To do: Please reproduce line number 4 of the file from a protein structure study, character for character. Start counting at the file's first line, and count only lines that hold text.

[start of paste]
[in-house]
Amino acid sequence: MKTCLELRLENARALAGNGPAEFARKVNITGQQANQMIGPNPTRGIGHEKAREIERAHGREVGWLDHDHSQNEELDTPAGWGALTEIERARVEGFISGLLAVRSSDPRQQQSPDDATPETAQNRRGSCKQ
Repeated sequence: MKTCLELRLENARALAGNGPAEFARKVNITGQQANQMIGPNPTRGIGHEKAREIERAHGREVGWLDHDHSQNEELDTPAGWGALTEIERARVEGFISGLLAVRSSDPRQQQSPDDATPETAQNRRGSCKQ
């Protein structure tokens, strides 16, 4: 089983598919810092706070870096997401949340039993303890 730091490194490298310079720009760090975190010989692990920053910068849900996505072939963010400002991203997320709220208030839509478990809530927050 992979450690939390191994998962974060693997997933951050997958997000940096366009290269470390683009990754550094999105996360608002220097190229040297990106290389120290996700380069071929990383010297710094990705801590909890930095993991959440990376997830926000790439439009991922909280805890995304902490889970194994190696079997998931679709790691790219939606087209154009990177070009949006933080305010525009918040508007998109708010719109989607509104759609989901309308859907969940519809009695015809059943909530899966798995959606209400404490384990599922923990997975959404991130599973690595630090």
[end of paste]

């Protein structure tokens, strides 16, 4: 089983598919810092706070870096997401949340039993303890 730091490194490298310079720009760090975190010989692990920053910068849900996505072939963010400002991203997320709220208030839509478990809530927050 992979450690939390191994998962974060693997997933951050997958997000940096366009290269470390683009990754550094999105996360608002220097190229040297990106290389120290996700380069071929990383010297710094990705801590909890930095993991959440990376997830926000790439439009991922909280805890995304902490889970194994190696079997998931679709790691790219939606087209154009990177070009949006933080305010525009918040508007998109708010719109989607509104759609989901309308859907969940519809009695015809059943909530899966798995959606209400404490384990599922923990997975959404991130599973690595630090």